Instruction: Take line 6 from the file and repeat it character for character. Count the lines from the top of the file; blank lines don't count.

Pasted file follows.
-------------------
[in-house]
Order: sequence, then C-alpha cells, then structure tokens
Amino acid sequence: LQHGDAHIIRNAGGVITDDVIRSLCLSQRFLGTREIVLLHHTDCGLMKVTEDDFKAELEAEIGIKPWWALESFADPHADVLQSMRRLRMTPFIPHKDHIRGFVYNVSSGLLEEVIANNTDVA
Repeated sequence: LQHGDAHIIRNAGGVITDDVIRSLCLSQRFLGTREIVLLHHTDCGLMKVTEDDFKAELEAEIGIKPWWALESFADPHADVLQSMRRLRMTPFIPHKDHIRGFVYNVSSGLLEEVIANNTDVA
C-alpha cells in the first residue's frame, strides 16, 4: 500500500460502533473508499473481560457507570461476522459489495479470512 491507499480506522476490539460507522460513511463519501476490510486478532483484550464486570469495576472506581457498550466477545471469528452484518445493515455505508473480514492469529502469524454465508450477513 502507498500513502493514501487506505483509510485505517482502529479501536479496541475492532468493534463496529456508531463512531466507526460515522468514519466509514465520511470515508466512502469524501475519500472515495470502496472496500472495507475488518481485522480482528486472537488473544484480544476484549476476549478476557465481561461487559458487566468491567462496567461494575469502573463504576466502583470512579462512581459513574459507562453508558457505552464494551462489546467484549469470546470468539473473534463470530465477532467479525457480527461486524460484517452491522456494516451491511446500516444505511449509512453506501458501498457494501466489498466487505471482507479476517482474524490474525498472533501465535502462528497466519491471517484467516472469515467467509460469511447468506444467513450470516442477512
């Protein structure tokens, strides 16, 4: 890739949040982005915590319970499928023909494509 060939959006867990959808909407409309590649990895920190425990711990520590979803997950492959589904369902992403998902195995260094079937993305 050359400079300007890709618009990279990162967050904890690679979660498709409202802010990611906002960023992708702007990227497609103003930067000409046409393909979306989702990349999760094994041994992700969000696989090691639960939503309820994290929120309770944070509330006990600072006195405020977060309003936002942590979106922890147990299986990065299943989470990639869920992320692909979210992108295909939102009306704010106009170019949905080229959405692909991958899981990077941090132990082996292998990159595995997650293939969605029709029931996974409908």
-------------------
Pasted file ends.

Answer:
């Protein structure tokens, strides 16, 4: 890739949040982005915590319970499928023909494509 060939959006867990959808909407409309590649990895920190425990711990520590979803997950492959589904369902992403998902195995260094079937993305 050359400079300007890709618009990279990162967050904890690679979660498709409202802010990611906002960023992708702007990227497609103003930067000409046409393909979306989702990349999760094994041994992700969000696989090691639960939503309820994290929120309770944070509330006990600072006195405020977060309003936002942590979106922890147990299986990065299943989470990639869920992320692909979210992108295909939102009306704010106009170019949905080229959405692909991958899981990077941090132990082996292998990159595995997650293939969605029709029931996974409908």